(p. W8) ‘I am sorry, I have written another,” Ernest Gellner used to say in his later years before publishing a new book. “I just couldn’t help it.” Not even his death in 1995 stopped the flow. The last of his posthumous works, “Language and Solitude,” appeared in the late 1990s. Now Gellner has been brought back to life–alongside his combative ideas and his maverick approach to intellectual combat–in a sympathetic but by no means reverential biography by his former pupil John A. Hall.
. . .
Many of the problems that Gellner addressed during his long intellectual career–such as the roots of nationalism and the role of contemporary Islam–are obviously of direct relevance today. But the most pertinent part of his legacy lies in his fearless endorsement of Western modernity at a time when it was becoming increasingly embattled in the academy and elsewhere.
As Mr. Hall demonstrates, Gellner believed that there really was a clash between “liberty and pluralism,” on the one hand, and “authoritarianism and oppressiveness” on the other. In a passionate riposte to Noam Chomsky, who had accused him of ignoring Western crimes, Gellner charged that his critic had “obscured” the fact that “the survival of freedom and accountable, limited government is an enormously important value even when some of its defenders are occasionally tarnished.”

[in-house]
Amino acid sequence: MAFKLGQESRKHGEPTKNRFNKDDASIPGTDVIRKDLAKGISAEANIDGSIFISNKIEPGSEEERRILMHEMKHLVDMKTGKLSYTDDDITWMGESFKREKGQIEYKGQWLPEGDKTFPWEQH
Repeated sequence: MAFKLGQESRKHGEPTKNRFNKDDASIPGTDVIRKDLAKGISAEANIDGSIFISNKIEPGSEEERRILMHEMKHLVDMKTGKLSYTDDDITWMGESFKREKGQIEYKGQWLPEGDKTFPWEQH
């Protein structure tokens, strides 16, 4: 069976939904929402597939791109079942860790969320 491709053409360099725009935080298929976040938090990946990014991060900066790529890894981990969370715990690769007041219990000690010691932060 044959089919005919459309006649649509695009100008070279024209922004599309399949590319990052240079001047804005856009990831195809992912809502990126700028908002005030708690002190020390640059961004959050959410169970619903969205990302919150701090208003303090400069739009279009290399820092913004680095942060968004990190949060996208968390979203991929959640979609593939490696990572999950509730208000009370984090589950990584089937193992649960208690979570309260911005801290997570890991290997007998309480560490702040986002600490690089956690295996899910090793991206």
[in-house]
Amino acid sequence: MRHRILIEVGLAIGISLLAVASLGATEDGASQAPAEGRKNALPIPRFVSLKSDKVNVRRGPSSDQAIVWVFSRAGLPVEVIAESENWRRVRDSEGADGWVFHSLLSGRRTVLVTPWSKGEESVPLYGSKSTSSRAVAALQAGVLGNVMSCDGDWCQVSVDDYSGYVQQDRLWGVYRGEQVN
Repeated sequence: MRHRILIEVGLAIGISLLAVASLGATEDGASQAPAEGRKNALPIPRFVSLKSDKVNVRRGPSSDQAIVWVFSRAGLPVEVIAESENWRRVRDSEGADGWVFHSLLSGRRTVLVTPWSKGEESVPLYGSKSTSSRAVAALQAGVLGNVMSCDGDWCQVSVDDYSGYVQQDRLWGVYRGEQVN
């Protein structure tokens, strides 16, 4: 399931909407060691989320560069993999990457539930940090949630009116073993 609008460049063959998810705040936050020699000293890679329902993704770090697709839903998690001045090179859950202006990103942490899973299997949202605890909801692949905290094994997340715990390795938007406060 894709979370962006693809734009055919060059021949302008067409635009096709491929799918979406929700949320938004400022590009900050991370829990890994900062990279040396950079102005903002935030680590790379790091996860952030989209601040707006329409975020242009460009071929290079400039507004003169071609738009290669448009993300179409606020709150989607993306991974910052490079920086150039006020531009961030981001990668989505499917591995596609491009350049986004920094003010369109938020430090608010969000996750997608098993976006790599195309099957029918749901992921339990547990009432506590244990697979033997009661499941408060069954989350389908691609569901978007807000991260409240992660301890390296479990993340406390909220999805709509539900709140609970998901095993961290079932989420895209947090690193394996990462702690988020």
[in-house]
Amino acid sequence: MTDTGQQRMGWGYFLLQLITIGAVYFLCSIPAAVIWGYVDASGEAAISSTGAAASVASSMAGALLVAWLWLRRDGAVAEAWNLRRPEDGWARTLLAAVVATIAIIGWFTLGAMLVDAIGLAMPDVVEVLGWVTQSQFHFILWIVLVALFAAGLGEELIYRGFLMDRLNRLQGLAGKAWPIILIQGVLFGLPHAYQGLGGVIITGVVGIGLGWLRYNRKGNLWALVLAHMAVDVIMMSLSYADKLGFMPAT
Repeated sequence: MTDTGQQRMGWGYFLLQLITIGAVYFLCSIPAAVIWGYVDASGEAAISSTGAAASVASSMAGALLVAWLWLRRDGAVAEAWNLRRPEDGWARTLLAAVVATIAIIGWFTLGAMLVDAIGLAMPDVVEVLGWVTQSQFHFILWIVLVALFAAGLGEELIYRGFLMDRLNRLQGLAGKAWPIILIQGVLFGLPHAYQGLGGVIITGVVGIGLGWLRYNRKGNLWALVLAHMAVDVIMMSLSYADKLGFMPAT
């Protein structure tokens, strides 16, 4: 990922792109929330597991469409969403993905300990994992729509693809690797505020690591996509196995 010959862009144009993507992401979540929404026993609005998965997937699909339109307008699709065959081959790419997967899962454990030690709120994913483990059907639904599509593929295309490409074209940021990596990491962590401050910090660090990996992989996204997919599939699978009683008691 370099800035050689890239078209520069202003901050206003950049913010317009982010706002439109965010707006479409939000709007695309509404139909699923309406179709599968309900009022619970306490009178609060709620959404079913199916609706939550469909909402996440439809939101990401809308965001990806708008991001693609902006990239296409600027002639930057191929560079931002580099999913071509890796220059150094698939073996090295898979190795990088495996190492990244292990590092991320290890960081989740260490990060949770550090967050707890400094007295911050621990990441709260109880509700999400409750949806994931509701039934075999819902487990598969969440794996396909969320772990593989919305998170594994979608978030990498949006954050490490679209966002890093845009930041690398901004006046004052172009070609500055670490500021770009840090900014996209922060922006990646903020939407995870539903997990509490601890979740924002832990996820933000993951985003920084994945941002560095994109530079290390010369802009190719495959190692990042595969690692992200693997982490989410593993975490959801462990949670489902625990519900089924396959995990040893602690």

This was the authentic voice of Ernest Gellner: honest, cool and reasonable. Mr. Hall is to be congratulated for reminding us of how much we miss it today.
For the full review, see:
BRENDAN SIMMS. “A Combatant in the Battle of Ideas; A defender of the West when it was most embattled, a defender of reason at a time of dangerous irrationality.” The Wall Street Journal (Fri., JULY 23, 2010): W8.
(Note: the online version of the article is dated July 30 (sic), 2010.)
(Note: ellipsis added.)
The book under review, is:
Hall, John A. Ernest Gellner: An Intellectual Biography. London, UK: Verso, 2010.
Source of book image: online version of the WSJ review quoted and cited above.